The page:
Keanu Reeves would be an obvious choice for the title of “action king” of the 1990s. With its simple plot and outstanding direction from Jan De Bont, who previously worked on Die Hard and Hunt for Red October as a cinematographer, Speed is one of the greatest action pictures of all time. In addition, the cast had everything going for it. Dennis Hopper yells through the film as an all-time villain on a bus armed to the teeth with explosives because of a maniac who hasn’t gotten away with his prior crimes. Sandra Bullock and Keanu Reeves are on board the bus, and they must somehow prevent it from exploding. Speed demonstrated that it’s possible to keep things simple but still produce an unforgettable experience.
7. El Mariachi
No one predicted the success of El Mariachi, the picture that made Robert Rodriguez a household name in the 1990s independent cinema industry. Rodriguez scripted, shot, and edited the picture around his own vision for action, all on a cheap $7,000 budget with non-professional actors. El Mariachi is a tale of mistaken identity that almost kills a local lad with a guitar and a dream in the midst of a deadly conflict. In slow-burning fever pitch, Rodriguez assembles set pieces with the deftness of a natural filmmaker. Rodriguez proved that he was capable of making films from the start by spawning two more sequels.
8. T2: Judgement Day
James Cameron has a long history of experimentation in his work. To realize his grandiose and detailed vision, the blockbuster director is well-known for either pushing or waiting for technological advancement. Industrial, Light, and Magic’s work with James Cameron’s T2 is an example of this. RoboCop’s Robert Patrick became an instantly recognizable villain because he was the first major character in a feature film to be totally computer-generated. But not only that, but Cameron used Arnold Schwarzenegger as a villain and turned him into a hero in a way that had never been done before in a film. T2 is a classic of sci-fi action, featuring a helicopter maneuver that still stuns audiences to this day.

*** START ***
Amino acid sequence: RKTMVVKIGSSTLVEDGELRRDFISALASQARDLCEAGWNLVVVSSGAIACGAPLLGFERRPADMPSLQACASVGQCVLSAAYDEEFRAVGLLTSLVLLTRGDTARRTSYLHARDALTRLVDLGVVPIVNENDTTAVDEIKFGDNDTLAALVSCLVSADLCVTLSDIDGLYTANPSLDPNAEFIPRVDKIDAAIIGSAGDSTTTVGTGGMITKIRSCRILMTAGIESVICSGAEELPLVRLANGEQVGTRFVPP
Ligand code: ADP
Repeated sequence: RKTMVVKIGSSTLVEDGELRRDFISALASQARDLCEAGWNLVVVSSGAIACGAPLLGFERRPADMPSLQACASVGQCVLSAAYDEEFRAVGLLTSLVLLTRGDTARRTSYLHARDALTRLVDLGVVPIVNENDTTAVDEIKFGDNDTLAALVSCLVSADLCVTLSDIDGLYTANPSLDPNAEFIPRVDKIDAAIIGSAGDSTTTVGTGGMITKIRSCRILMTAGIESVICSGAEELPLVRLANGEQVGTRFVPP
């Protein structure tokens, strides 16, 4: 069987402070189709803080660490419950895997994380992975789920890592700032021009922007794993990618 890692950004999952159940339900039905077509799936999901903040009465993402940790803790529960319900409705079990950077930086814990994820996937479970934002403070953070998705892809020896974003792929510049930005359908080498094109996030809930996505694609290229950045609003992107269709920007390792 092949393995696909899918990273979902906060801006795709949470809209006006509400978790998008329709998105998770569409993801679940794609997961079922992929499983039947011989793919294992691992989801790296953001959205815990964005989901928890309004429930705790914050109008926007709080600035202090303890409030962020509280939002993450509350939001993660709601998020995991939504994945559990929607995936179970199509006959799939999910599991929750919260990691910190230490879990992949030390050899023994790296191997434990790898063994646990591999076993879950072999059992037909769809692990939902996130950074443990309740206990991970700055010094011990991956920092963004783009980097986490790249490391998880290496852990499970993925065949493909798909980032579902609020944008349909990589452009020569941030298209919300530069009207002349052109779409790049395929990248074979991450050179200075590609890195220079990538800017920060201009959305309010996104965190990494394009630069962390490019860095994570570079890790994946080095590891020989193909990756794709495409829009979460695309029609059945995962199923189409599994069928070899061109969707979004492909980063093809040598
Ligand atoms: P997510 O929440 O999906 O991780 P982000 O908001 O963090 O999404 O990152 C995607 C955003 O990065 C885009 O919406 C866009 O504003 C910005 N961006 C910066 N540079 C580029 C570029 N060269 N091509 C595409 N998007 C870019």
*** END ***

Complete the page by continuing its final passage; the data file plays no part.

9. The Matrix
The Matrix, the revolutionary, high-concept sci-fi action picture from the Wachowski brothers that drew inspiration from everything from kung-fu to Buddhism to Baudrillard, reshaped the history of cinema. The Wachowskis pioneered a new visual language for expressing stylised action by using hundreds of cameras to shoot a single scene. Neo Keanu Reeves’ courageous and amazing adventure begins when the wise and prophetic Morpheus Laurence Fishburne awakens him to the fact that his existence has been a lie ruled by an artificial race of machines. A cultural touchstone for moviegoers everywhere, The Matrix is slated to unleash a fourth installment in the franchise this holiday season, which will see Neo study Kung-Fu in addition to his fights with the agents.
10. Hard Boiled
When it comes to action movies, John Woo is the only director who can be counted on to deliver. As an assistant to the famed martial arts director Chang Chen at the highly sought-after Shaw Brothers studio in the 1970s, the mainland Chinese native got his start in the business. The fires of action as high art were ignited when Woo was finally given the reins and paired up with Chow Yun-Fat, who became the personification of cool. Fat and international sensation Tony Leung star in ‘Hard Boiled,’ one of the best action movies ever produced, as a cop and enigmatic killer on a mission to take down criminal underworld rulers. A must-see for all action fans, it boasts one of the best shootouts in the genre and a hospital scene that highlights why John Woo is a master of the genre.